Designing for Dance
1. Colour and images
Try to keep your adverts attractively simple so that the message remains clear. Use colour for emphasis and remember that the colour you see on your computer screen is not necessarily the same as how the printed version will look.
Using your own photography for designing adverts, flyers or any other printed design is always a bonus. Otherwise there are free websites such as www.sxc.hu that will give you free images. However, always make sure that the photography from a website is free stock unless you don’t mind paying for an image. It is also advisable to use a high resolution photo, otherwise the quality when printed won’t look professional. As a guide, any photo used for printing should always be over 1MB.
2. Who are you talking to?
Decide who your audience is and keep them in mind when you’re coming up with your copy and design. The more you know about your audience, the better equipped you are to attract their attention and communicate your message. Knowing your audience well will help you determine the best format through which you wish to communicate, ie printed materials such as flyers, business cards or an online banner ad.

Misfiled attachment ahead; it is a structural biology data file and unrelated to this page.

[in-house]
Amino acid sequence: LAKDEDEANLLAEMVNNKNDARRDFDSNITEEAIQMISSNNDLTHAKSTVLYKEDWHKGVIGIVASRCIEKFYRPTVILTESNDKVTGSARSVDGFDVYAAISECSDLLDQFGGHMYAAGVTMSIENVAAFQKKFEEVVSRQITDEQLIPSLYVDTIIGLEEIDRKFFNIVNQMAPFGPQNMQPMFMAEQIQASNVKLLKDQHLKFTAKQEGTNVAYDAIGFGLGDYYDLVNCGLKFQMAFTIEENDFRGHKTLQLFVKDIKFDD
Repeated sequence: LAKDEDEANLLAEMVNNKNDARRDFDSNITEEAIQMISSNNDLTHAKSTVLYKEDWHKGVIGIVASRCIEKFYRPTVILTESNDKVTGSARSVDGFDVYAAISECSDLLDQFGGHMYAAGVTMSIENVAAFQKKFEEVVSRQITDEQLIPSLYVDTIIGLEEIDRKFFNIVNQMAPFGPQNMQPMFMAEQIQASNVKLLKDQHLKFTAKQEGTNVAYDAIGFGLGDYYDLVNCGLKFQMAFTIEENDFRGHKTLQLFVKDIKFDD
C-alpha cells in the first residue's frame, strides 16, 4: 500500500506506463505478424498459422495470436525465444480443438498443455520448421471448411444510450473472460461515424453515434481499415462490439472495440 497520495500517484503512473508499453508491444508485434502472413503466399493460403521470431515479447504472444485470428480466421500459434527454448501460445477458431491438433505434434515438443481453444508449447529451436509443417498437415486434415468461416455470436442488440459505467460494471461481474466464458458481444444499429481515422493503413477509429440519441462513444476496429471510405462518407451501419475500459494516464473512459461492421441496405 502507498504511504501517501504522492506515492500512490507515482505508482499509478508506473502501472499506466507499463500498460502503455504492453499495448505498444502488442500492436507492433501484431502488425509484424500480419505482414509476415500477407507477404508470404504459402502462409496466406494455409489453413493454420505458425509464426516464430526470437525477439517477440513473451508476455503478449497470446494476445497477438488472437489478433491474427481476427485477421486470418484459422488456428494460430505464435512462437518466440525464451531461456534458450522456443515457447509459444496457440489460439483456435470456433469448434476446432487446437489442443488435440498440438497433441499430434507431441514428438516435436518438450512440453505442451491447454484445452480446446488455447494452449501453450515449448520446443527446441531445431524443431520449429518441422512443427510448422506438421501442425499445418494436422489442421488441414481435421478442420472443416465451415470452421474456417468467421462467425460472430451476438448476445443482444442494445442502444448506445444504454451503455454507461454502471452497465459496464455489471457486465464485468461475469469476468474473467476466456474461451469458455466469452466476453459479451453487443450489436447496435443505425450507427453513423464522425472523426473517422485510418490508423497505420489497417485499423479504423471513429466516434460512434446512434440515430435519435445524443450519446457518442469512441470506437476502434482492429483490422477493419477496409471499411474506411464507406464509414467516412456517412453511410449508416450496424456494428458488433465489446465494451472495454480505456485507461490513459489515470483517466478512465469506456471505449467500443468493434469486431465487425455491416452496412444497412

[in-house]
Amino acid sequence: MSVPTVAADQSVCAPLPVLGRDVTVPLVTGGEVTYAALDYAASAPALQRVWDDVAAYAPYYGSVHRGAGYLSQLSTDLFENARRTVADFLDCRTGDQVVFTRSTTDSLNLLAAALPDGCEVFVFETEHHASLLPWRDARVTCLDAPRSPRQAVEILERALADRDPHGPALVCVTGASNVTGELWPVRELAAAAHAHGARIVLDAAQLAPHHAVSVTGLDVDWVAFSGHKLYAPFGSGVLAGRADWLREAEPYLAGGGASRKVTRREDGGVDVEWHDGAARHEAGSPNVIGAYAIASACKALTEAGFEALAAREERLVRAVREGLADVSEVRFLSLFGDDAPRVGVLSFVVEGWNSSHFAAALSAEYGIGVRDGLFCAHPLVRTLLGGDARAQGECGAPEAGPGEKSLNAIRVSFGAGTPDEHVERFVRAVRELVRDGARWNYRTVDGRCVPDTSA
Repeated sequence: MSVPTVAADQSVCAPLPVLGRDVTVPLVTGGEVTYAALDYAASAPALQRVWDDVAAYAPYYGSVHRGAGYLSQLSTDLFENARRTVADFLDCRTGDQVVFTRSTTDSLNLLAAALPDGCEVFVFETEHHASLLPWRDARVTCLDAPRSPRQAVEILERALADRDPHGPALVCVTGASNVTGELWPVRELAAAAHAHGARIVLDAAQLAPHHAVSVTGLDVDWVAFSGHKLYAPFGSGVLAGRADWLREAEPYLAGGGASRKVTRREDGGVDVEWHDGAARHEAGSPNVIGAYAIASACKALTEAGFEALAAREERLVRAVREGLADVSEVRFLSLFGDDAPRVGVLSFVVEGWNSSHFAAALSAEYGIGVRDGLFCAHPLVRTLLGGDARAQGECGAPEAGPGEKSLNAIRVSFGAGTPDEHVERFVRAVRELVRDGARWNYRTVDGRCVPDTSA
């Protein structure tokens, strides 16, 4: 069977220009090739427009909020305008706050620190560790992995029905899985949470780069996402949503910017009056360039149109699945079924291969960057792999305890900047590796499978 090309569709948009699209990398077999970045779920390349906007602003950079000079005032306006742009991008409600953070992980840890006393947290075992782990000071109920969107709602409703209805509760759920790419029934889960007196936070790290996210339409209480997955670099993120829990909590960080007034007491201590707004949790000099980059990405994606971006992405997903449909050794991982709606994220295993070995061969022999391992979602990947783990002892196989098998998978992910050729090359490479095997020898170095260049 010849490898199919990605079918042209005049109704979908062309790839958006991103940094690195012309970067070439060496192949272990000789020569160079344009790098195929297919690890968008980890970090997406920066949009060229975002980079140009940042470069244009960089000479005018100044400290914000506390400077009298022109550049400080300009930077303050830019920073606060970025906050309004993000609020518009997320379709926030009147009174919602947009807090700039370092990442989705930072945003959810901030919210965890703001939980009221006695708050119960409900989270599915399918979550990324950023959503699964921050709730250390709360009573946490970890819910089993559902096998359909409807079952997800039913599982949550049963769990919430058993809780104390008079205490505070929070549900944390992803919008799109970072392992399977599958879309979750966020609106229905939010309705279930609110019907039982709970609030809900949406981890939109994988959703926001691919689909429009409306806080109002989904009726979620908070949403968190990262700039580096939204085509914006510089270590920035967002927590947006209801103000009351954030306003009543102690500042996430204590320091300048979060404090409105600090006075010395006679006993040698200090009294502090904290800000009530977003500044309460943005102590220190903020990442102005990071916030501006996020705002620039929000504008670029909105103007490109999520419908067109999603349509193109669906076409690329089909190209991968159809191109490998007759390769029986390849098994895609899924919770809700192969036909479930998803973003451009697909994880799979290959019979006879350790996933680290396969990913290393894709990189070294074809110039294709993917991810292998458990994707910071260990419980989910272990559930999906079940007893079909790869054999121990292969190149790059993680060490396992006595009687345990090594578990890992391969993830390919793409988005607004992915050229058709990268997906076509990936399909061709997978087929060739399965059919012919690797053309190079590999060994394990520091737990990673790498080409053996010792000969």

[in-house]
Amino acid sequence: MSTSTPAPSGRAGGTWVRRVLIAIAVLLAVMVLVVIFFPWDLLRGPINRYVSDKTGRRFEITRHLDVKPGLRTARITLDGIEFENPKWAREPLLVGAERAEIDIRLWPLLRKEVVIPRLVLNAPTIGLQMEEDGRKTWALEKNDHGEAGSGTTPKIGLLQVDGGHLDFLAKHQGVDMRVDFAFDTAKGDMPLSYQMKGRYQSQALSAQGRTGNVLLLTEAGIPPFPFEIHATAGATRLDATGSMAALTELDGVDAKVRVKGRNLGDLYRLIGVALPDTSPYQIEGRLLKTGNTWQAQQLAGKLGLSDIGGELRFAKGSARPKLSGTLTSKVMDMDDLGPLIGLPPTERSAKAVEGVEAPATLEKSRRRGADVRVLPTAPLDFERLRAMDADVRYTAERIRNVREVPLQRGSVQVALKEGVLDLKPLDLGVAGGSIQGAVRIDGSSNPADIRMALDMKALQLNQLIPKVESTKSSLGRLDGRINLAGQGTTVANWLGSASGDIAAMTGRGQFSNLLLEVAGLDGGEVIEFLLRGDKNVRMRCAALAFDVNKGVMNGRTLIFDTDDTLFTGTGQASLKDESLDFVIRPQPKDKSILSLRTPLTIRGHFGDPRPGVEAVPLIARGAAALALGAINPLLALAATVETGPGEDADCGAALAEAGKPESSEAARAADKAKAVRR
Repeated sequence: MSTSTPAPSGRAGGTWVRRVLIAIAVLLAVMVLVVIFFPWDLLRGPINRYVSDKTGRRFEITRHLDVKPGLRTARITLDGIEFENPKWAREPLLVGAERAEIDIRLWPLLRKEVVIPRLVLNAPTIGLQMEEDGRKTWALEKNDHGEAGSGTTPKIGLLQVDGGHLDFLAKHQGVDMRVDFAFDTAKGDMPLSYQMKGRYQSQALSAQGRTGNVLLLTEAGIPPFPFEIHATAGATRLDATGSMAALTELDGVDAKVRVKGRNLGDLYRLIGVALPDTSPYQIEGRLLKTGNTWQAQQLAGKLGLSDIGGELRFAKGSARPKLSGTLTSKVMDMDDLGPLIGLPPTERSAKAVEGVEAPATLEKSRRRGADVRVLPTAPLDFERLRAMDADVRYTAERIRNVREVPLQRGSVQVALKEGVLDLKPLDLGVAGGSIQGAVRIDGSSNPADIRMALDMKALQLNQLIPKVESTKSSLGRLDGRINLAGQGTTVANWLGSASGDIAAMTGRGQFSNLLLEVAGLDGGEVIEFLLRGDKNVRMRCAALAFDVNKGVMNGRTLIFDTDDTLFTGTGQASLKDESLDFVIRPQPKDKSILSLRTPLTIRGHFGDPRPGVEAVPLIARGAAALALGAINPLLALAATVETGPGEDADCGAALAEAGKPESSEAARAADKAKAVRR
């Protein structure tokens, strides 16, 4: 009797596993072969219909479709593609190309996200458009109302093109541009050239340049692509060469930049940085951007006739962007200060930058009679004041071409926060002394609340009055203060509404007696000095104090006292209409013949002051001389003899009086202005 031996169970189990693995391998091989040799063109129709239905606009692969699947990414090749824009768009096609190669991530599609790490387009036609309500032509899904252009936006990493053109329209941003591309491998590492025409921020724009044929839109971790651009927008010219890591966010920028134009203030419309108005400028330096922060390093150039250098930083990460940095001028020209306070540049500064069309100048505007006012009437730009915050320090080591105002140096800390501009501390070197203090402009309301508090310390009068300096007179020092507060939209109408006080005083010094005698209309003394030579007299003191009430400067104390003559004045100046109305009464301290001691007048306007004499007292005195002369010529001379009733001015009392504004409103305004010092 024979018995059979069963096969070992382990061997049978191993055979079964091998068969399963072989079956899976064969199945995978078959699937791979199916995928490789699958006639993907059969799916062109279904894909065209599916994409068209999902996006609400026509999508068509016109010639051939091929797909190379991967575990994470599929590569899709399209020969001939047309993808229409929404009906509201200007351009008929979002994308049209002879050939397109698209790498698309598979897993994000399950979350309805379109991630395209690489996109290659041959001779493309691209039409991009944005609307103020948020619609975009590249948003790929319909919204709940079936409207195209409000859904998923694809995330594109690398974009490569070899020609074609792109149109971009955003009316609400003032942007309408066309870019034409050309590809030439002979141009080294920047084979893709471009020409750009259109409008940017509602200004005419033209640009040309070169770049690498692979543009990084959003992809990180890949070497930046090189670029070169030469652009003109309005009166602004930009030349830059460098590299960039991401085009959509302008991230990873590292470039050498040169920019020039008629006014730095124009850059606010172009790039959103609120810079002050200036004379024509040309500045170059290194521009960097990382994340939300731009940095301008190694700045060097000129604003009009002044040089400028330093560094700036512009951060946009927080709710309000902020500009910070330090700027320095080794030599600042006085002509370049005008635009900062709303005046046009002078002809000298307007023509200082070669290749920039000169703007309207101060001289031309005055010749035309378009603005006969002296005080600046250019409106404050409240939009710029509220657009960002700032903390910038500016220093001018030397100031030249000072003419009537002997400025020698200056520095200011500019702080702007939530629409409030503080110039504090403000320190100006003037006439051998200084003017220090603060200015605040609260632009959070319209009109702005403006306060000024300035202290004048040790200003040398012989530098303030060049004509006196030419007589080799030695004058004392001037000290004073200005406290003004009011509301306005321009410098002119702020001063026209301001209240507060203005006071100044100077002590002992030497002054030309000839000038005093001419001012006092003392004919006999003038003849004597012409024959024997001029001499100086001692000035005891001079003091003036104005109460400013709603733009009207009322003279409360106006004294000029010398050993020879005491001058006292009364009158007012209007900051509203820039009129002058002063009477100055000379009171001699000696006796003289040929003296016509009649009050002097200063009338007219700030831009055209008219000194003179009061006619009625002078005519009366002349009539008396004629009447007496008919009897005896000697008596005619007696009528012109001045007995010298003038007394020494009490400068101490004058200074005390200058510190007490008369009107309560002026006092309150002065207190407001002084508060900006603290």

Do you have too much text? Lots of copy will not only make it look a mess, but also people won’t bother reading it. Think about how you can cut some copy, but still communicate your message effectively.
And try to keep in mind that a great image or eye-catching copy need space around them. Designs that are cramped lose their impact.
If you can’t afford a big advert, be creative with the small space and make it very clear where people go to get further information – there may not be room for much more than a website address, so make it a feature of the design.
4. Think about the design and size of the space you have
Consider the size, shape and function of your layout. Draw a mock-up, showing where the artwork, photos should be placed relative to the text. Grids give structure to your designs. It’s like the frame to your car. They provide a solid basis for starting projects and allow you to easily align elements with coherency and consistency.
5. Consider your fonts
If you are restricted to images or working to a budget then designing your advert, flyer or print with only typography can work well.
Even if you do have space for images or logos, the use of typography can often make or break a design. When creating advertising, choose two fonts and try and stick to them: one font for the headers and titles and a second one for the body paragraphs.
Using anything more than your chosen two fonts is going to potentially look busy and messy.
Always remember to use easy-to-read fonts. They don’t have to be boring, but anything too scripty or stylised can be difficult to read, particularly if the space is small.